10,202 reputation
3159
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location Lübeck, Germany
age 31
visits member for 3 years, 6 months
seen Aug 12 at 11:18

May
30
comment To which extent should repetitions of “der”, “die” and “das” be avoided?
@thei: That's another can of worms. Strange it may be, but correct it is.
May
30
comment To which extent should repetitions of “der”, “die” and “das” be avoided?
@thei: I think the last sentence is about das Kätzchen.
May
30
answered Simple but interesting German literature
May
30
comment What is an English phrase for “produktionsbedingter Leerraum”?
This and the answers remind me of the classic this page intentionally left blank.
May
30
comment To which extent should repetitions of “der”, “die” and “das” be avoided?
The one with the hat reminds me of the elefant with a hat in the board game Kings & Things. Don't do this to real kitties though. Please.
May
30
comment To which extent should repetitions of “der”, “die” and “das” be avoided?
@Tim: No. There's a variant of the sentence that goes like Ich weiß, dass das Das das Das ist.... though.
May
30
comment To which extent should repetitions of “der”, “die” and “das” be avoided?
@Tim: I'd try to avoid more than two duplicate words.
May
30
comment To which extent should repetitions of “der”, “die” and “das” be avoided?
@splattne: +1 for a classic, entirely valid German sentence. Though I'm not sure whether the 2nd, 4th and 7th should be capitalized :)
May
30
answered To which extent should repetitions of “der”, “die” and “das” be avoided?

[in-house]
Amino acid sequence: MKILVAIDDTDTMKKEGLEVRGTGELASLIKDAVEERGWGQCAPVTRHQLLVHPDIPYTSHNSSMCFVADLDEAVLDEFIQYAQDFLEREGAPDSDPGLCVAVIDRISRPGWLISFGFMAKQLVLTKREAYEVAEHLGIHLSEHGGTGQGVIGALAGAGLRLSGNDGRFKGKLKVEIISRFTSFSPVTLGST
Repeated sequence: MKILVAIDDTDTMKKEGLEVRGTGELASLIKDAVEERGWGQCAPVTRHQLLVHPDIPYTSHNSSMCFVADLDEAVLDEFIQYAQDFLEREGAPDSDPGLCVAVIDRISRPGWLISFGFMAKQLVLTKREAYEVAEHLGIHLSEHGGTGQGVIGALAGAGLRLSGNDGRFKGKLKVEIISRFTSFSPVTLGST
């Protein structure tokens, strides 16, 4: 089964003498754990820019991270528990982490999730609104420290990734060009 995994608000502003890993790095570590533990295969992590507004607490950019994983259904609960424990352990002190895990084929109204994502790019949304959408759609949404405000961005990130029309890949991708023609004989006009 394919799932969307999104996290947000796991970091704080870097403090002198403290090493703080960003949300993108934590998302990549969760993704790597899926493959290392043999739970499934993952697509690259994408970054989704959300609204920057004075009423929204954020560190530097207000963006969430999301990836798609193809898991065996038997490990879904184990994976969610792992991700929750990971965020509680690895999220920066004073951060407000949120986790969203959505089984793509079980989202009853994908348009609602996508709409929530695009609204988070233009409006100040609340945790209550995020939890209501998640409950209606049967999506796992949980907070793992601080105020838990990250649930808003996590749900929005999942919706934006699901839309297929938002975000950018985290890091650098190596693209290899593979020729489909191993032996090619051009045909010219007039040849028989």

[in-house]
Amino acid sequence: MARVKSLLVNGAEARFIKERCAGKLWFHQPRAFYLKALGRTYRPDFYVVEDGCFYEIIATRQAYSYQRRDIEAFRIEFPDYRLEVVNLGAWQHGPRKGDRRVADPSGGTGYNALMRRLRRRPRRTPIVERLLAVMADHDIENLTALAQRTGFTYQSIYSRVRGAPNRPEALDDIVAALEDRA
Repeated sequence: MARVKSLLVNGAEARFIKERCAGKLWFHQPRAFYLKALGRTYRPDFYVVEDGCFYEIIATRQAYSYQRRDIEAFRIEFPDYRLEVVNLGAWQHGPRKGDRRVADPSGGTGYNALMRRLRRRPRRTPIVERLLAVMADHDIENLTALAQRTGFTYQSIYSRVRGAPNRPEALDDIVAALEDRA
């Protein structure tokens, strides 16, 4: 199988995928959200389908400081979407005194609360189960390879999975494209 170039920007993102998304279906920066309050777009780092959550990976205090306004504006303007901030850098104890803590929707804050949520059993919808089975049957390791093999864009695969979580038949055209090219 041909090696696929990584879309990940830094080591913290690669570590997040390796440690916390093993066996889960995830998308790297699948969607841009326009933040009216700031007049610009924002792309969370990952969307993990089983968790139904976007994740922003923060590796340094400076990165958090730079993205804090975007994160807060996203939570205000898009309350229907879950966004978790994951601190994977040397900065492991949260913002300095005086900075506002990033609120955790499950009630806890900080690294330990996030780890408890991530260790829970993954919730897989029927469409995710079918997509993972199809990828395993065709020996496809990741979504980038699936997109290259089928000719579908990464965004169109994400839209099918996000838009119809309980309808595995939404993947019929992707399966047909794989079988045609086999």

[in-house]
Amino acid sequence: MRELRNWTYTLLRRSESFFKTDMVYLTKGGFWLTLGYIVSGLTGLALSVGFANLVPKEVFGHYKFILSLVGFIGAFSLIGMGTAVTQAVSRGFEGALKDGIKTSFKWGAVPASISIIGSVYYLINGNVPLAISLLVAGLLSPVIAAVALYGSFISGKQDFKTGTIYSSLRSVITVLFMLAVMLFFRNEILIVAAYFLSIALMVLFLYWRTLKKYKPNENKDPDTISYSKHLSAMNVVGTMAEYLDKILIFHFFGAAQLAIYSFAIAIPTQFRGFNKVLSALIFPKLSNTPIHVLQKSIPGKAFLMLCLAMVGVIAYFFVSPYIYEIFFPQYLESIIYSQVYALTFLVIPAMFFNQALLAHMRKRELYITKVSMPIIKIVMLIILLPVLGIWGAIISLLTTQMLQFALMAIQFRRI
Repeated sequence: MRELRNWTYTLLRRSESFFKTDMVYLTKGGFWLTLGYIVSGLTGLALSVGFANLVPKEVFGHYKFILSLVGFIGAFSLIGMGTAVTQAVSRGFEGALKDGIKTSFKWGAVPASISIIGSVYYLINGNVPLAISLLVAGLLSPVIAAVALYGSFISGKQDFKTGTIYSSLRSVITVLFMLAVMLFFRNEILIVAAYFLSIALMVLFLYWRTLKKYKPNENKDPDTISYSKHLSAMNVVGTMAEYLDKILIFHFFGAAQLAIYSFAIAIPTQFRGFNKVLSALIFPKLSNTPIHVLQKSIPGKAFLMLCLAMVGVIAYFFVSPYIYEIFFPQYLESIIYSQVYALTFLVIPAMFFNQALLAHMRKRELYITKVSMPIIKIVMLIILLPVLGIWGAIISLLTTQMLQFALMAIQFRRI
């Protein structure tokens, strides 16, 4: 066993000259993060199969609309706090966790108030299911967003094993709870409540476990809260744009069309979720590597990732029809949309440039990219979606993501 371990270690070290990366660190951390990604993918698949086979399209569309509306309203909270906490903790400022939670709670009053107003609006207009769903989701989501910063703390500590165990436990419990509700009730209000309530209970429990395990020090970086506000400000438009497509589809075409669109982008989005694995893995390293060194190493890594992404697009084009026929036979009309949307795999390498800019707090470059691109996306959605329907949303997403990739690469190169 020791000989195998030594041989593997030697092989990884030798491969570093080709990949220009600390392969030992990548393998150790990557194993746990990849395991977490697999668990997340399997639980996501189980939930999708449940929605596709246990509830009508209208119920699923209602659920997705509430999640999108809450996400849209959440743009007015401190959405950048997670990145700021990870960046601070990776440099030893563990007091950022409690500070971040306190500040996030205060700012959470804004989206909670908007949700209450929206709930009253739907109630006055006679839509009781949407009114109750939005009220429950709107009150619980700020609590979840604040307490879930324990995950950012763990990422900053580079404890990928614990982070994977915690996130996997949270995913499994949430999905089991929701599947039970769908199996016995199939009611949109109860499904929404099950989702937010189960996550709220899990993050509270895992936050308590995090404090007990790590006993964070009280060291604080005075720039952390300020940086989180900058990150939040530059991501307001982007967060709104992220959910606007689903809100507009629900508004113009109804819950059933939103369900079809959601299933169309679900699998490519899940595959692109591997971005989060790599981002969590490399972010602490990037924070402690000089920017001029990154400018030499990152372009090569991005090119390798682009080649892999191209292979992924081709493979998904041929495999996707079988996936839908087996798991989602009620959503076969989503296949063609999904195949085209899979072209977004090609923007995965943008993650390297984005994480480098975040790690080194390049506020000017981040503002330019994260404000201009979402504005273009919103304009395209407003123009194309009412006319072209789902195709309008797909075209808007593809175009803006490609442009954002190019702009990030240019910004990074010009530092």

May
30
comment “jdn. heiraten” vs. “sich mit jdm. verheiraten”
@splattne: Yes, of course, though then I'd say "Die Brautleute haben sich miteinander verheiratet". But the other sense is still fine and correct.
May
30
comment “jdn. heiraten” vs. “sich mit jdm. verheiraten”
@splattne: Why not? Du kannst dich ja auch an jemanden gewöhnen :)
May
30
comment “jdn. heiraten” vs. “sich mit jdm. verheiraten”
@splattne: I'd rather classify it as archaic, even though dictionaries (as Tim said) don't. It's not really bad style though.
May
30
comment Simple but interesting German literature
@Jan: Genau. Ein Scherz jagt denselben.
May
30
comment “jdn. heiraten” vs. “sich mit jdm. verheiraten”
@splattne: Yes, but I thought I'd mention it. It's also in the linked Duden entry about sich verheiraten as the second meaning of the word. Of course it's then rather jemanden verheiraten, but isn't sich verheiraten just a special (and much younger) case of that? :)
May
30
answered “jdn. heiraten” vs. “sich mit jdm. verheiraten”
May
30
comment Simple but interesting German literature
@ladybug: Updated. Didn't read Tintenherz so far, though I got it from my sister some time ago. Should maybe try :)
May
30
comment Simple but interesting German literature
As already said before the split: +1 for Momo, heroine of my childhood.
May
30
comment Simple but interesting German literature
Now that each of the proposals has one vote by comment, it should really be split up, shouldn't it? ;)
May
30
answered Simple but interesting German literature
May
30
comment Simple but interesting German literature
The entire Grimm's fairy tales book might be a good read, though the language can feel a bit dated :)